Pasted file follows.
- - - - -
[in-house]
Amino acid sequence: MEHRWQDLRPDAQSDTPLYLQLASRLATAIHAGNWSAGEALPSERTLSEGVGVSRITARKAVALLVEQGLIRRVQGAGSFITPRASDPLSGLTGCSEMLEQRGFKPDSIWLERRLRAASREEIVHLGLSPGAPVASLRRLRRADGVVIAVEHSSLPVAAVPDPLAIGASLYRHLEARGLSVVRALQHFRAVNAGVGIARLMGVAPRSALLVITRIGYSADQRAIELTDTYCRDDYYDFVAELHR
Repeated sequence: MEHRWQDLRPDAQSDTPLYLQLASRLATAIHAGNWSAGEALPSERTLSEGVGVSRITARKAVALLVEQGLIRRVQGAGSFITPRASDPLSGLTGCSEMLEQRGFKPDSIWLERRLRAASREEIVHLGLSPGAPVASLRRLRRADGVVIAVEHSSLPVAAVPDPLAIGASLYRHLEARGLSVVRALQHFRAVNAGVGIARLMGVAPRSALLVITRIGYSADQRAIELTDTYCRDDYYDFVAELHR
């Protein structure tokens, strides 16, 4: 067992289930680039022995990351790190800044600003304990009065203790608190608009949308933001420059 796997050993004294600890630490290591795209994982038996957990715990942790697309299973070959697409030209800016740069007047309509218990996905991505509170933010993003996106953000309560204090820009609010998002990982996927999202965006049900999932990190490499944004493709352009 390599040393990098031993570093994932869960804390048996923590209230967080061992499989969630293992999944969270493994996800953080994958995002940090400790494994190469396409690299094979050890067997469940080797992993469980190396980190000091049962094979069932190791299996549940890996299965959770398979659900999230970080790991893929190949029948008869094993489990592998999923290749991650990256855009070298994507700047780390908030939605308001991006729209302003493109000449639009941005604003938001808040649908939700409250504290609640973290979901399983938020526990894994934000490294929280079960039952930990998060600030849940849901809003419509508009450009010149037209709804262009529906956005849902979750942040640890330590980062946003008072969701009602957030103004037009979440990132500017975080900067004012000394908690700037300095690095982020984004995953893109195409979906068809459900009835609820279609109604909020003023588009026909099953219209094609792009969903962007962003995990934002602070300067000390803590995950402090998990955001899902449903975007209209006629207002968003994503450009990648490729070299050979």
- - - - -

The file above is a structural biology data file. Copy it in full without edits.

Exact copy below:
[in-house]
Amino acid sequence: MEHRWQDLRPDAQSDTPLYLQLASRLATAIHAGNWSAGEALPSERTLSEGVGVSRITARKAVALLVEQGLIRRVQGAGSFITPRASDPLSGLTGCSEMLEQRGFKPDSIWLERRLRAASREEIVHLGLSPGAPVASLRRLRRADGVVIAVEHSSLPVAAVPDPLAIGASLYRHLEARGLSVVRALQHFRAVNAGVGIARLMGVAPRSALLVITRIGYSADQRAIELTDTYCRDDYYDFVAELHR
Repeated sequence: MEHRWQDLRPDAQSDTPLYLQLASRLATAIHAGNWSAGEALPSERTLSEGVGVSRITARKAVALLVEQGLIRRVQGAGSFITPRASDPLSGLTGCSEMLEQRGFKPDSIWLERRLRAASREEIVHLGLSPGAPVASLRRLRRADGVVIAVEHSSLPVAAVPDPLAIGASLYRHLEARGLSVVRALQHFRAVNAGVGIARLMGVAPRSALLVITRIGYSADQRAIELTDTYCRDDYYDFVAELHR
């Protein structure tokens, strides 16, 4: 067992289930680039022995990351790190800044600003304990009065203790608190608009949308933001420059 796997050993004294600890630490290591795209994982038996957990715990942790697309299973070959697409030209800016740069007047309509218990996905991505509170933010993003996106953000309560204090820009609010998002990982996927999202965006049900999932990190490499944004493709352009 390599040393990098031993570093994932869960804390048996923590209230967080061992499989969630293992999944969270493994996800953080994958995002940090400790494994190469396409690299094979050890067997469940080797992993469980190396980190000091049962094979069932190791299996549940890996299965959770398979659900999230970080790991893929190949029948008869094993489990592998999923290749991650990256855009070298994507700047780390908030939605308001991006729209302003493109000449639009941005604003938001808040649908939700409250504290609640973290979901399983938020526990894994934000490294929280079960039952930990998060600030849940849901809003419509508009450009010149037209709804262009529906956005849902979750942040640890330590980062946003008072969701009602957030103004037009979440990132500017975080900067004012000394908690700037300095690095982020984004995953893109195409979906068809459900009835609820279609109604909020003023588009026909099953219209094609792009969903962007962003995990934002602070300067000390803590995950402090998990955001899902449903975007209209006629207002968003994503450009990648490729070299050979």